Once
upon a time there was a group that did math only with integers, and
another group that did it with rational numbers (that is, integers that
can be expressed as fractions.) The Integer Only group thought the
Rational Number group had gone down a slippery slope. They refused to
trust the answers the RN’s gave, because they held that the RN’s were
using illegitimate concepts. However, the RN's still used integers;
they just used them in new and different ways. They were able to
discover even more elegant and complex numbers, and do even more elegant
and complex equations.

Now
both groups were doing Math: it's just that the Integers Only folks
held that any numbers that weren’t integers were counterfeits and lies,
while the Rational Numbers crowd saw them as windows to even wider and
deeper realities. The IO's were afraid to allow anything besides whole
numbers and their corresponding negative numbers; the RN's were excited
to be able to express those same integers in many ways--even ultimately
as complex numbers. The RN’s tried to show the IO's that they didn't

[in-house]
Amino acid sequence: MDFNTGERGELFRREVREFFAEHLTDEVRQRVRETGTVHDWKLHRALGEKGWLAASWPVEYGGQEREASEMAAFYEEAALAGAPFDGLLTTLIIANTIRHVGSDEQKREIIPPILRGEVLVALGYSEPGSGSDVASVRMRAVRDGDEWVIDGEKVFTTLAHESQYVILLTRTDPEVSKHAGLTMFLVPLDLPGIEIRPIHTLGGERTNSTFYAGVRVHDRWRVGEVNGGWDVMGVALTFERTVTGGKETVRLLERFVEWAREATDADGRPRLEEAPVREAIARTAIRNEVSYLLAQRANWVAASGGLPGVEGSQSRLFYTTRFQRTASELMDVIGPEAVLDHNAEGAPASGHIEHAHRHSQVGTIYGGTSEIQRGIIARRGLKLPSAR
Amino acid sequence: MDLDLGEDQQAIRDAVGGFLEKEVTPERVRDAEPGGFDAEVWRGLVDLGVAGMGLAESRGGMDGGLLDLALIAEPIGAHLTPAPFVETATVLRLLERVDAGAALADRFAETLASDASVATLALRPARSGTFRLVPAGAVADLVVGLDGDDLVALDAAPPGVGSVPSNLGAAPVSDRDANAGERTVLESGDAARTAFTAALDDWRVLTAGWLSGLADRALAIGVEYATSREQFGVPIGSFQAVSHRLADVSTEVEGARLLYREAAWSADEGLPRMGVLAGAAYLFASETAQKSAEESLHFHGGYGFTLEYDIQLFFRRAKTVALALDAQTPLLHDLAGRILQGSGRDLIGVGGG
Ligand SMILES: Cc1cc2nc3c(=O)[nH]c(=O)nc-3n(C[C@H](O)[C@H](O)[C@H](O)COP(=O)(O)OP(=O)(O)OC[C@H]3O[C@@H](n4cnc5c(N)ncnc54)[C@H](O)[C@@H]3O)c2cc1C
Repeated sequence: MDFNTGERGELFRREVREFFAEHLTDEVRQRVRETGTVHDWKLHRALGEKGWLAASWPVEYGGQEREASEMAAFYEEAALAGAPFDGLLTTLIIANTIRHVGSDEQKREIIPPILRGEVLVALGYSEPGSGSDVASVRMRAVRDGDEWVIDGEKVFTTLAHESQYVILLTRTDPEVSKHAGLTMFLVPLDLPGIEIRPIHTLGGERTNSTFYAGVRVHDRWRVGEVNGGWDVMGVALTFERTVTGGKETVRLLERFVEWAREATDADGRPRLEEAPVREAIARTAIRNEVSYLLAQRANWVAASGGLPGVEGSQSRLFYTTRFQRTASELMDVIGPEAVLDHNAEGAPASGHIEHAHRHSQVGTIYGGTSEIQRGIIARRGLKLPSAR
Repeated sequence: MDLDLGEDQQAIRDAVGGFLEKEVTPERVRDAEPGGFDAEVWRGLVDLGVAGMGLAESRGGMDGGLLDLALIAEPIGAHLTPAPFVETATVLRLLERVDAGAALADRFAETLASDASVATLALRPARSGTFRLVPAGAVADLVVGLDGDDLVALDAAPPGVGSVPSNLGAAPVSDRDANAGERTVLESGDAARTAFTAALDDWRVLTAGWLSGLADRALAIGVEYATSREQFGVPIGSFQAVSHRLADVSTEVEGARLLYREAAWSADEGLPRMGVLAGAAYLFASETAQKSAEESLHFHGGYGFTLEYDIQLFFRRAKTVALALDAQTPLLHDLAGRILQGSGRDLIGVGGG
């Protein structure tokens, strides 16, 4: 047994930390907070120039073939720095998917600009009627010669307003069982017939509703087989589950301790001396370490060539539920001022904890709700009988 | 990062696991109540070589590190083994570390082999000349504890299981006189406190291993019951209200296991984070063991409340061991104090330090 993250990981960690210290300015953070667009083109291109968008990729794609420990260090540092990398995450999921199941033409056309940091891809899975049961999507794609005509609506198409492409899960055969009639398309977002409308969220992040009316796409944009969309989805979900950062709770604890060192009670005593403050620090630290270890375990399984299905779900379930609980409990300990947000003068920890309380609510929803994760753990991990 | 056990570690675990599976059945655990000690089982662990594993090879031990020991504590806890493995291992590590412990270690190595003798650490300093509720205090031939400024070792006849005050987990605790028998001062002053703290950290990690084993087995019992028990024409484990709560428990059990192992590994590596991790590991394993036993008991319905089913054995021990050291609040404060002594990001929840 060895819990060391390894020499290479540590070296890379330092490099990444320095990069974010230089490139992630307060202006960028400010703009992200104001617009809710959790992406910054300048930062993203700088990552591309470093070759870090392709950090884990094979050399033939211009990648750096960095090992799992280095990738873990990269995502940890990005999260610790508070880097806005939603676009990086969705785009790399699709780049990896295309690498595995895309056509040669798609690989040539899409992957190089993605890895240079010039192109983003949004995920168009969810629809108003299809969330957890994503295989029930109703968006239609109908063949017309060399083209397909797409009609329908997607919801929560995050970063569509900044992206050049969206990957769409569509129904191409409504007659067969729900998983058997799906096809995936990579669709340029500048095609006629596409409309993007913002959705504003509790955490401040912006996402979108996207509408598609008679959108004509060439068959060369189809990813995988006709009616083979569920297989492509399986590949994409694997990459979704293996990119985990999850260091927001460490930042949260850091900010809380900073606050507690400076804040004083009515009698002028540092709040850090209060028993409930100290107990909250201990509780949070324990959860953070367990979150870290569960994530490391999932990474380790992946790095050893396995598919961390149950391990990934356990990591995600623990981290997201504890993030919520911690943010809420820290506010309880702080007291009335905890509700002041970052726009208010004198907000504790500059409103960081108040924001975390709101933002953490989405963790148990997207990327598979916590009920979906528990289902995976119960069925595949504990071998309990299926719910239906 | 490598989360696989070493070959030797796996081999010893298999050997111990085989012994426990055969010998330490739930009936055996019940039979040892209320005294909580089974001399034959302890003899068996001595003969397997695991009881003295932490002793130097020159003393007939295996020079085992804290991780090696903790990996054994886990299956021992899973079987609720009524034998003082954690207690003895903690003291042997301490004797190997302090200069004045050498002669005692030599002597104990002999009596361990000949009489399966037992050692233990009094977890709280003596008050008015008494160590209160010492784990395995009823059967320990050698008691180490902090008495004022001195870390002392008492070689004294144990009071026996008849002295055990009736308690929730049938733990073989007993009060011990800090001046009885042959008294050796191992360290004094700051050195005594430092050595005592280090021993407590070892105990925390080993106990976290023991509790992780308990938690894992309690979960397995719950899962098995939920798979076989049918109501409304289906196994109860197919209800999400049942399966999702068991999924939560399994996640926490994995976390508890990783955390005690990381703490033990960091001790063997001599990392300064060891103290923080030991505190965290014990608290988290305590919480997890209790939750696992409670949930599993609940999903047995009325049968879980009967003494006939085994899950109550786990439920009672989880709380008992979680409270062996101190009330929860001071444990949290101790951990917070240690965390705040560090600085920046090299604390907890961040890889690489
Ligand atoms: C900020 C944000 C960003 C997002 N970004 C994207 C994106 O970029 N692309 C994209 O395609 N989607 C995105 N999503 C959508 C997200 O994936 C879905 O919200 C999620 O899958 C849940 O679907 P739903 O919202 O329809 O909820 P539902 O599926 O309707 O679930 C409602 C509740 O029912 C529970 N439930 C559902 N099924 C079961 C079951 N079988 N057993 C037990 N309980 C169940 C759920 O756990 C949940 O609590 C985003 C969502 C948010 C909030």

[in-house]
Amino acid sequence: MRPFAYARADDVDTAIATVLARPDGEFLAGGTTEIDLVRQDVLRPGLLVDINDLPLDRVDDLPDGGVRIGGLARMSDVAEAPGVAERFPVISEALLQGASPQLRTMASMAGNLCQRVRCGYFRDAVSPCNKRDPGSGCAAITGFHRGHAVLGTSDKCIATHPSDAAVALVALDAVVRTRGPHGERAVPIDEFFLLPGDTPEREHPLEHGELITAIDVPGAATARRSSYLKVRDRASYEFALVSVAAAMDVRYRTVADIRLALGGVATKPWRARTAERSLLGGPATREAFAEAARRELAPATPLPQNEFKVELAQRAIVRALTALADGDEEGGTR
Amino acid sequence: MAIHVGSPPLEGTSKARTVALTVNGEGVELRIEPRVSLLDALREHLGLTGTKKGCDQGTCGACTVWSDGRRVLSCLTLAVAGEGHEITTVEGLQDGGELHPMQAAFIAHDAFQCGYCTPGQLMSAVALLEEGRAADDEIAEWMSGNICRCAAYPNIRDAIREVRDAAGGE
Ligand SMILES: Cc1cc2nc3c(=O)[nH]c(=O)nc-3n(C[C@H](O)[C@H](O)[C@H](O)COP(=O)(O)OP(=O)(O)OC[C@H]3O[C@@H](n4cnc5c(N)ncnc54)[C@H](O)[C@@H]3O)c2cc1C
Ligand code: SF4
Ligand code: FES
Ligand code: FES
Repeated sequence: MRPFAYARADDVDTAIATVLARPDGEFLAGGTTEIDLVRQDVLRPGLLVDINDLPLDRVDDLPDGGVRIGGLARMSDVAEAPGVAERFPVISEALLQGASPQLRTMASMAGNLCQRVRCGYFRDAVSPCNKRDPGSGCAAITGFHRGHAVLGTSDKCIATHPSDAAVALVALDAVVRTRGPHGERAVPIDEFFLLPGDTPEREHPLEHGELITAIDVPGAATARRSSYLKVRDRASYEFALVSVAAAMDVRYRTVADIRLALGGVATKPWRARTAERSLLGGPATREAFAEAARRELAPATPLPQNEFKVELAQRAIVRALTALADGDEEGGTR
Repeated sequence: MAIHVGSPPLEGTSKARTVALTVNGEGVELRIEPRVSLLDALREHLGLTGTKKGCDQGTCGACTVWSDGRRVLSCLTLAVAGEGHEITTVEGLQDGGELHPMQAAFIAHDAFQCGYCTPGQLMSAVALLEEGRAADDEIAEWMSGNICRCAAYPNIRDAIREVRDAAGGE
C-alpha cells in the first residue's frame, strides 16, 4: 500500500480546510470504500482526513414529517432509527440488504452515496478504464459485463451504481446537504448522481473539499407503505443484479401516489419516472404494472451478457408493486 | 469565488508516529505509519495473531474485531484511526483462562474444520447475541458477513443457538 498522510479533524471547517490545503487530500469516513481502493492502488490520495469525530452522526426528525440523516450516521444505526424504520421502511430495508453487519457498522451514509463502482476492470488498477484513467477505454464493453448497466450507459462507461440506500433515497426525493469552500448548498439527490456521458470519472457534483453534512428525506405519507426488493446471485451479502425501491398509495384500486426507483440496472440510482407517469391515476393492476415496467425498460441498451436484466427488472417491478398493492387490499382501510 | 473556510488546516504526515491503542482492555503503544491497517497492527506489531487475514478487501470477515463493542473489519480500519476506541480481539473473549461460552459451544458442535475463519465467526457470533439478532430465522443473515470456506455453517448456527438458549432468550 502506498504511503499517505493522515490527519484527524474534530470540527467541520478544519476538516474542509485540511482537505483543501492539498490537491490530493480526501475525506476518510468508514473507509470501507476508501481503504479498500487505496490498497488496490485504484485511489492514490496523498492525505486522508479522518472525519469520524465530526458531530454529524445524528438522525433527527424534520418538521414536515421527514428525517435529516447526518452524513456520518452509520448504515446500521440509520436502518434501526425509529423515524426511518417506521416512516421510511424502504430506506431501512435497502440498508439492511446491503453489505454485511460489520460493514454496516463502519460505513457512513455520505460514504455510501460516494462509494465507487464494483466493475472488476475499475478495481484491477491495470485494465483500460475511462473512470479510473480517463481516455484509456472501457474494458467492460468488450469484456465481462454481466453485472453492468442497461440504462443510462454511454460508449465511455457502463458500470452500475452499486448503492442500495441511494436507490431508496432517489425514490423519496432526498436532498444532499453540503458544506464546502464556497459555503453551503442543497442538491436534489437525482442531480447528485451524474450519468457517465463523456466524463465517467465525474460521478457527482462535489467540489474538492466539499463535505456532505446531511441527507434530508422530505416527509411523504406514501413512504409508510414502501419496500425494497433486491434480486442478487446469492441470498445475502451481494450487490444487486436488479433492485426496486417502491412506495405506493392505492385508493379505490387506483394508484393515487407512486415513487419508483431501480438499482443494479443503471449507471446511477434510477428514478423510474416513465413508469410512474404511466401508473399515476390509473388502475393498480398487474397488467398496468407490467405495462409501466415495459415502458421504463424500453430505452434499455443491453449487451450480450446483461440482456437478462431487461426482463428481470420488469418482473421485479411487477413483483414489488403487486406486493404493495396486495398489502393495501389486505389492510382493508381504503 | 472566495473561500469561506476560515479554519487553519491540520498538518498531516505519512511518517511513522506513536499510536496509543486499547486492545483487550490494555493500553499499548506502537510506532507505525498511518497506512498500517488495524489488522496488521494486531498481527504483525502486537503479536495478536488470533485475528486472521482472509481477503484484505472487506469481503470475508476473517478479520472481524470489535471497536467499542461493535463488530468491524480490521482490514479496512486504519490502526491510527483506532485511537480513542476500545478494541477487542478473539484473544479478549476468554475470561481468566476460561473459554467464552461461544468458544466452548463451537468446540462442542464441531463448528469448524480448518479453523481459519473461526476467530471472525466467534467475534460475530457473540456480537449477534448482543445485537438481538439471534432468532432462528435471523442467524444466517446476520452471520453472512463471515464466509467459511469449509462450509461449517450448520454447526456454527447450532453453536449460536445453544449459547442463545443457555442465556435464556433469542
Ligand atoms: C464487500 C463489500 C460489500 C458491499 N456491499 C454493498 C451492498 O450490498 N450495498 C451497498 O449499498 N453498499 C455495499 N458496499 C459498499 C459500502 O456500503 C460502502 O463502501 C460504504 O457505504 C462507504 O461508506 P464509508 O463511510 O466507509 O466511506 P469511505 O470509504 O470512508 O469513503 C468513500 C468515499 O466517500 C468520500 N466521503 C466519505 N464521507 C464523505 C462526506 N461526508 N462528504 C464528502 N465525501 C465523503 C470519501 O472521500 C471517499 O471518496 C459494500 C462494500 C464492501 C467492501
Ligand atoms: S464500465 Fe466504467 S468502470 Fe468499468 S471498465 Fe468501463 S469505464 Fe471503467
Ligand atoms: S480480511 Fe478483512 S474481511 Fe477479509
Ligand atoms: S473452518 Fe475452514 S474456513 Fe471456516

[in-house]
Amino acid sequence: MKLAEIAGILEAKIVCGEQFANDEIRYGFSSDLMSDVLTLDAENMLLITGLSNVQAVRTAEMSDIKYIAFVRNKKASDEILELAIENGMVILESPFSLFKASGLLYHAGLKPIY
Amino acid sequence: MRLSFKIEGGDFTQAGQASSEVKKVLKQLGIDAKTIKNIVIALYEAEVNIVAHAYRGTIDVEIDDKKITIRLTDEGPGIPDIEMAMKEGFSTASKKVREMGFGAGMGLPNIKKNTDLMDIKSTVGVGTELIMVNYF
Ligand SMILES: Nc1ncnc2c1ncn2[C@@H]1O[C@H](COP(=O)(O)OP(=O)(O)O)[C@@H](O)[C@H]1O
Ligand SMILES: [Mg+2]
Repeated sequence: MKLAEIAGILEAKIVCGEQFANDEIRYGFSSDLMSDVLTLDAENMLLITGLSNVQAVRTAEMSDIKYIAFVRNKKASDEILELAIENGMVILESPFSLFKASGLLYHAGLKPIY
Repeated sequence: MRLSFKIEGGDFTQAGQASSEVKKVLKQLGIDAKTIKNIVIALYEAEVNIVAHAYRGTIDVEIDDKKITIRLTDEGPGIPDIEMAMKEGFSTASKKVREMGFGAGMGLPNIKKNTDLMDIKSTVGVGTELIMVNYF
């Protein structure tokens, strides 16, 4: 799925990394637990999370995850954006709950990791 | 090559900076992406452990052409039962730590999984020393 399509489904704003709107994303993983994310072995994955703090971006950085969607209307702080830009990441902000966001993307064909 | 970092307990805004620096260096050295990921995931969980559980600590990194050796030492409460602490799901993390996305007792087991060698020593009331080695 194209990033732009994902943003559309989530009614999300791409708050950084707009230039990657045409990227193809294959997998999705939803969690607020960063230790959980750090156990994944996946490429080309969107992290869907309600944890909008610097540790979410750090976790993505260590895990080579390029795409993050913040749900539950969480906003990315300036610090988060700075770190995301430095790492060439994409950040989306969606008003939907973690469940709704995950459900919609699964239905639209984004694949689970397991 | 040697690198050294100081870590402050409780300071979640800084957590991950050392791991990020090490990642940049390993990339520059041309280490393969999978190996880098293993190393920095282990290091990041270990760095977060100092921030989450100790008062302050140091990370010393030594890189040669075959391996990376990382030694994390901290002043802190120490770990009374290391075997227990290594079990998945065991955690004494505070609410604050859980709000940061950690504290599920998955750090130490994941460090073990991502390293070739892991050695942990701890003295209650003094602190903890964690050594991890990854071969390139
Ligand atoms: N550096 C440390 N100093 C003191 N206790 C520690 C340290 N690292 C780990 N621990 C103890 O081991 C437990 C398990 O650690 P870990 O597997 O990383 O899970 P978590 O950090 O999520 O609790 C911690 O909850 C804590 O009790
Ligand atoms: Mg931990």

need to be so worried: they could still have the number "4," even if it
could also be expressed as a complex number (4+ 0i). But the IO’s
refused to believe it, because if they accepted the reality of numbers
besides integers, they would lose their identity, and no longer have a
reason to exist.

So
you might say that the RN's were able to speak many Math languages:
Counting, Whole, Integer, Irrational, Real, Imaginary and Complex, while
the IO's spoke only three: Counting, Whole and Integer. When an RN
tried to speak Complex to the IO, it sounded like nonsense or worse, but
when the IO spoke to the RN, it often sounded simplistic and imprecise.
Now there were some equations that couldn’t be fully translated into
Counting, Whole or Integer. The IO’s said those equations were corrupt
and refused to let their children see them. Every once in a while, an IO
child would discover one and begin to wonder what it said, and the IO’s
would be greatly disturbed and forbid the child to ever encounter it
again. But some children, when they came of age, continued to wonder,
and even learned the forbidden math languages. It was those children who
eventually became the best mathematicians, because they were no longer
afraid of numbers.

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